Tuesday, 6 January 2015

Invoking miracles does not explain away the fact of an ancient universe or an evolving creation

When confronted either with the evidence that confirms the reality of an ancient universe, or with fundamental flaws in their attempts to explain away this evidence, Young Earth creationists will often invoke miracles such as Jesus' raising of the Lazarus or his feeding of five thousand people with five loaves and two fish. It is hard not to get exasperated with arguments such as this which are simply non sequiturs, a fact which can be readily demonstrated by the example of a geocentrist or flat earth advocate who tried to explain away the evidence against their views by appealing to the miracle of the loaves and fishes. There is simply no correlation between the two, and the desperate invocation of miracles comes across as a distraction to avoid dealing with evidence which destroys the YEC worldview.

I certainly do not deny a priori the possibility of miracles, but when all the evidence confirms the reality of an ancient universe, appealing to the possibility of miracles will not make this evidence go away. If anything, they pose considerable theological problems for the YEC advancing them as they are essentially arguing that God has deliberately deceived us by creating the entire universe 6000 years ago, then deliberately engineering it to look ancient, with distances measured via cosmological red shift, stellar candles, and stellar parallaxes consistent with a universe far older. Ditto for the Earth: this argument would also require the creator to create a 6000 year old earth in which false radionuclide-derived ages were embedded in rocks, along with fake evidence of common descent in the biogeographic distribution of species, the myriad transitional fossils, and the stunning consonance between morphological and molecule phylogenetic trees. There is simply no reason why a creator would make an entire universe 6000 years ago, then fake a 13 billion year history for the universe, a 4.6 billion years history for the Earth, and an evolutionary natural history, and an evolutionary natural history for its specially created life.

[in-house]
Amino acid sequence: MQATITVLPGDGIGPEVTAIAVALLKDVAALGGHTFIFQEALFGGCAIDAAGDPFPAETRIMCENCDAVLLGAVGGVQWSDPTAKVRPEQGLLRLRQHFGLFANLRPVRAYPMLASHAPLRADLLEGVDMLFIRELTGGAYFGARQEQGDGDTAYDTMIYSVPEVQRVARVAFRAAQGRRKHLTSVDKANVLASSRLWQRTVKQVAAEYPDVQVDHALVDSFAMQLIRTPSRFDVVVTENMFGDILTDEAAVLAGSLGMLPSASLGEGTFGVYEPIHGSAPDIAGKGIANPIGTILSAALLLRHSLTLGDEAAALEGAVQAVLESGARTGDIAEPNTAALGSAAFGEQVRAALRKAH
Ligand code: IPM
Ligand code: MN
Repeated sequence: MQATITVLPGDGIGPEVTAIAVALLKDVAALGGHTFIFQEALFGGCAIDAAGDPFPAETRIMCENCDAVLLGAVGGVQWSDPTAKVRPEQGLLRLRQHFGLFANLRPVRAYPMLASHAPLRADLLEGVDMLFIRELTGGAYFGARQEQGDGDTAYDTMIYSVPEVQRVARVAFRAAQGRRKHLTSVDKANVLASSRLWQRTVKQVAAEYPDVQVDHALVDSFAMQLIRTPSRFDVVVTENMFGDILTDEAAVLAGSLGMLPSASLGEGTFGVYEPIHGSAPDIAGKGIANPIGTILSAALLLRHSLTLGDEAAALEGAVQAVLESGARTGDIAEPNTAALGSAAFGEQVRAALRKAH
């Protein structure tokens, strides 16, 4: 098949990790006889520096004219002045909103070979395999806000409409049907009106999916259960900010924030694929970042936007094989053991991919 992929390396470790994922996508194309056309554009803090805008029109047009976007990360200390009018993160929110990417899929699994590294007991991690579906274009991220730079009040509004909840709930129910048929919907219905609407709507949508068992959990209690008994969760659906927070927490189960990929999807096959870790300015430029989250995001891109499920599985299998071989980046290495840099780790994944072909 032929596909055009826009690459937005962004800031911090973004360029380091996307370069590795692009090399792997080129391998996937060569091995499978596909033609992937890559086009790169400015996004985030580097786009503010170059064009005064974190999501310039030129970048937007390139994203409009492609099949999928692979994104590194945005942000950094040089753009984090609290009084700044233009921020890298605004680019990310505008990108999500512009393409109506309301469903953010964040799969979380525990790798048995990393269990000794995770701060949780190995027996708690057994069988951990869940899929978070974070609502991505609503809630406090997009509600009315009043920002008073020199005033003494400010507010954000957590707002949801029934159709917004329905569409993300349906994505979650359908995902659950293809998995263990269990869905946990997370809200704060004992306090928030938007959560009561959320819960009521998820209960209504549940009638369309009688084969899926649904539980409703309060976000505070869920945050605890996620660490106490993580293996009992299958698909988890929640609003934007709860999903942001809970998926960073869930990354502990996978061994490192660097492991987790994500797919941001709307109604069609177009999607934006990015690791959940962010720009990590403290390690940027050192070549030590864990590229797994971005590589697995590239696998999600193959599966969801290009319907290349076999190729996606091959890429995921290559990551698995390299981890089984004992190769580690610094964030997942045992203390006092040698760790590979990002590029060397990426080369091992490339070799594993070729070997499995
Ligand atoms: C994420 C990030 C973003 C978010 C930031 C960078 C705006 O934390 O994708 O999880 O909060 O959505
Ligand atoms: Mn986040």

This argument is not new; in 1857 marine biologist Philip Gosse wrote Omphalos, in which he argued that God created everything with the appearance of age. His argument was poorly received, even by fellow believers such as Charles Kingsley who wrote:
Shall I tell you the truth? It is best. Your book is the first that ever made me doubt, and I fear it will make hundreds do so. Your book tends to prove this — that if we accept the fact of absolute creation, God becomes Deus quidam deceptor [‘God who is sometimes a deceiver’]. I do not mean merely in the case of fossils which pretend to be the bones of dead animals; but in the one single case of your newly created scars on the pandanus trunk, your newly created Adam's navel, you make God tell a lie. It is not my reason, but my conscience which revolts here... I cannot... believe that God has written on the rocks one enormous and superfluous lie for all mankind. (Bold emphasis mine)
Gosse's 'appearance of age' argument was rightly rejected in the 19th century. It is a tragedy to see Christadelphians advancing long-rejected arguments, and in the process bringing our community into disrepute by linking it irrevocably with obscurantism, poor scholarship, and the idolising of uninformed personal opinion over evidence.